Shaun Thomson, CEO of Sandler Training in the UK, shows you how to develop one in your first year as a franchisee
One of the biggest misconceptions about franchising is that the first year will be easy. After all, you don’t need to develop the product, content, market and/or materials. You’ve chosen franchising so that you can hit the ground running, rather than going through the pain of starting a business from scratch.
As a franchisor myself, I don’t want to do my sector a disservice by saying that franchising isn’t a great way to enter a market, but nothing in life is ever easy.
A franchise business is still a business. You will undoubtedly have a head start and better grounding by opting to start a franchise, but the pitfalls and challenges in the first year are the same as any other company.
Last year we asked 2,000 small business owners about the biggest mistakes they made in the early days of running their companies.
86 per cent of respondents admitted to making mistakes in their first year. When asked to reveal their biggest mistake, the top one 32 per cent of small business owners made was not getting the product/service right, followed by not setting and sticking to a sales plan (23 per cent), pricing their product/service too low (15 per cent) and recruiting too early (12 per cent).
Think about this from a franchising perspective. You should have the product/service nailed, but there’s huge scope for error when it comes to developing and sticking to a sales plan.
Business growth is dependent on four pillars of business - skills, structure, strategy and staff. Knowledge of these is not innate and often a business founder lacks experience across many of these pillars. The most notable lack of skills is normally in sales.
For many business leaders, ‘sales’ can feel a little bit like a dirty word.
This misconception is engrained from an early age; if you asked the average student studying a business degree about their career hopes, you could be pretty much guaranteed they would say accounting, HR, marketing and project management before sales.
Last month we commissioned a 1,000 business respondent survey by Censuswide to understand this issue in sales.
31 per cent of UK managers believe that ‘sales shame’ is negatively impacting their business growth, while 27 per cent also believe that this sales shame is holding back the UK economy.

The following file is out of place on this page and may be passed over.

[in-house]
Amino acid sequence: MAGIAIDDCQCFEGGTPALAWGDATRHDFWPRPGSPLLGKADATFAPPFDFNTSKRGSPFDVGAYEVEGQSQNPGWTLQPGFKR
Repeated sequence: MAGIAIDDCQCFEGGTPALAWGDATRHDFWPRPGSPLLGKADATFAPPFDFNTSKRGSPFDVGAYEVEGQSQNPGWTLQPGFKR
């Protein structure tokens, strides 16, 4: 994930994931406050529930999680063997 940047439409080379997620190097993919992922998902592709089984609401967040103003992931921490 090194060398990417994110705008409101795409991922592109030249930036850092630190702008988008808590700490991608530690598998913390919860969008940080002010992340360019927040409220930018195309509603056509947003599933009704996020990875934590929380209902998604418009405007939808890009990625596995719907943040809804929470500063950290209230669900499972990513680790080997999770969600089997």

As a new business leader, you’ll quickly realise that sales is the most important business division and that all that time spent avoiding it was in vain.
Start off on the right foot by revering sales and having it as the lifeblood of your company. Map every type of customer journey you want to develop, proactive and reactive, with a clear sales mindset.
There are two common mistakes business owners make when putting plans together.
Firstly, they overestimate what they can do in the short-term and play down long-term ambitions. This puts too much pressure on the business leader in the beginning and also stops them from stretching to reach their potential.
The second mistake is to revolve plans around financial targets.
Many business owners only set monetary goals based on turnover or sales, which is why they are rarely successful. It’s important to ask why you have set these goals, as the turnover/sales are just an enabler to make the real goal happen.
When a goal has an emotional connection, it becomes more personal so you are much more motivated to make it happen, such as taking a holiday, having an experience or spending more time with family and friends.
As well as targets, it’s paramount to track activities to see what has worked best, such as what time to call and what communication methods work, and then repeat the successes.
This can also be complemented by weekly and monthly activities, where the sales process is broken up into bitesized chunks, such as calls, meetings, etc, all enabling you to hold yourself accountable and take pride in progress.
Remember, actual sales figures are an indication of what has happened, not what is going to happen. Put in place the right leading indicators, such as new accounts opened, new contacts, new markets and new meetings, so that you get early notification of whether adjustments need to be made and which sales behaviours need to be repeated or avoided.
One of the biggest scourges of sales is ‘free consulting’. This happens because the business leader thinks success is proportional to the information they give out. The opposite is actually true. The most important technique to learn is ‘listening’ - getting a clear understanding of what the prospect needs and what issues they’re facing. Only when you understand this can you start to discuss how your company can address it.
People are programmed to resist aggressive sales techniques, which is why they need to discover for themselves why they should buy from you.
Use third party stories of businesses that were also in their position. By looking at the issues from the prospect’s perspective, you’ll demonstrate empathy and prove you care about the issues you’re solving, not just how much you’re selling.
One of the biggest things you’ll need to learn in the first year is how to say ‘no’. You’ll get used to hearing it, but you’ll find it hard to say it back.
The fact is your product or service won’t be right for everyone. If a prospect isn’t sure or is making unrealistic demands, stringing it along is a false economy.
No one buying from you is doing it as a favour - they’re doing it because it’s a partnership and you’re adding value to their business.
Its best to find out early on if a prospect isn’t right, so you can nip it in the bud and save your most precious resource in the first year of trading - time.
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